Aid and Other Dirty Business

Written 15 September

I finished this a couple of weeks ago and as I found it pretty thought provoking thought I’d set down a few thoughts. The title is somewhat misleading: the book is by no means an anti-Aid screed but does describe well how Aid sometimes comes up short. It also sets out a realistic vision for what a more effective system of International Aid would look like.

Giles Bolton is obviously a bright and highly motivated chap and wrote this in the mid-noughties following stints with DfID in Rwanda and Iraq. He comes across very much as an Africa Man, and his affection for the place shines through. I’m much more familiar with North Africa and the Middle East but his time in Iraq is not really dwelt on. Some Googling reveals that he left the world of Aid some years ago and is now Tesco’s Responsible Sourcing Director, and this makes sense given the conclusions that he draws the reader to.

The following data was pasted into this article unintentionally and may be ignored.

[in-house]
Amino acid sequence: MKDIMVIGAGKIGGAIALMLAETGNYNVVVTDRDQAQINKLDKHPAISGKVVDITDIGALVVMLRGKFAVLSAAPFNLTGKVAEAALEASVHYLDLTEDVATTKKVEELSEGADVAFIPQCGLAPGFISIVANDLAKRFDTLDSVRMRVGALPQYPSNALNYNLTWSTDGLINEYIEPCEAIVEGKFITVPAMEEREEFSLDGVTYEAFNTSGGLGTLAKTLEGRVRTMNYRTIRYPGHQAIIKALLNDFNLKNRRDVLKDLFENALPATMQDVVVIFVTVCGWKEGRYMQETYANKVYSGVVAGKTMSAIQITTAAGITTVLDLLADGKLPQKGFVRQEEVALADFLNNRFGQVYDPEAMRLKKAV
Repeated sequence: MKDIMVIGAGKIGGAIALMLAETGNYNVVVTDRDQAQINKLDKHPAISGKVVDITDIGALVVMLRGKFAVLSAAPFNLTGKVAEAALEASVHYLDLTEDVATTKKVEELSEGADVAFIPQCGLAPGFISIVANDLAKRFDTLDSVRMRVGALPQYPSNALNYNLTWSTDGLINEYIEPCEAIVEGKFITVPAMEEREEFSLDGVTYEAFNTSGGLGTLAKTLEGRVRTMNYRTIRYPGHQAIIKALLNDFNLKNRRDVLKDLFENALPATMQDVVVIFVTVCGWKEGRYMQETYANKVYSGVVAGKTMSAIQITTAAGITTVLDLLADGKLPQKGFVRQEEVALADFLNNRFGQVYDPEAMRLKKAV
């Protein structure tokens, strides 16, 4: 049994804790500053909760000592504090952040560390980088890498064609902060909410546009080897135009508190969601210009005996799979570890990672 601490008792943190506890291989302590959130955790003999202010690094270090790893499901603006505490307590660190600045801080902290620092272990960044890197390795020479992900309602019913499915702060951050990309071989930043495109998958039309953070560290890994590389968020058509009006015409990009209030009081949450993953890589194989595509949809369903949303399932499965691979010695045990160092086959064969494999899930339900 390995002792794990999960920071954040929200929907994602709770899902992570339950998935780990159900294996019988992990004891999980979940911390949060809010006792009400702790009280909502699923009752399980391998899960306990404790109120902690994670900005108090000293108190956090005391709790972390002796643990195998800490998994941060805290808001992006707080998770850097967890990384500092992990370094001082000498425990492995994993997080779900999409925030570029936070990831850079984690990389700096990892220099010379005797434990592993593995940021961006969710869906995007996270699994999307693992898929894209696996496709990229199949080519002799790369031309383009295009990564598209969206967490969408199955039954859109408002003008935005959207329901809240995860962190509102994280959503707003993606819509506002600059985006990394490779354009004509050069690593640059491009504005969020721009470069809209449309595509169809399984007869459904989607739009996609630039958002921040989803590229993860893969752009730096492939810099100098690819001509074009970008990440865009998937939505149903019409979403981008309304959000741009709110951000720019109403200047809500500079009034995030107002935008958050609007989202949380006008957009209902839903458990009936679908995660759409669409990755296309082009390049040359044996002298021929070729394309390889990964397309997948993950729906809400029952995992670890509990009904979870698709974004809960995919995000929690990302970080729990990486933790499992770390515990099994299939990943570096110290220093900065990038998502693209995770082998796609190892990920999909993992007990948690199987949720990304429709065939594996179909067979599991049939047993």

The book is divided into five sections covering

  1. the situation Africa is in now
  2. sources of Aid (from independent charities, from national governments and from international oranisations like the UN, World Bank etc) and their different characteristics
  3. trade
  4. globalisation, and
  5. how things might change

Bolton adopts a very easy going and conversational style which makes the book easy to read. He also uses lots of thought experiments with the reader being set up as the newly installed President of a median African country. This is a great mechanism for setting out quickly the issues confronting African politicians and Aid professionals as well as bringing home to the reader that there are no easy solutions, everything is a trade off between myriad competing interests, and all that can be done can only be done imperfectly. He doesn’t just dwell on governments and international aid workers either, he uses particular and personal examples of real people to make his points.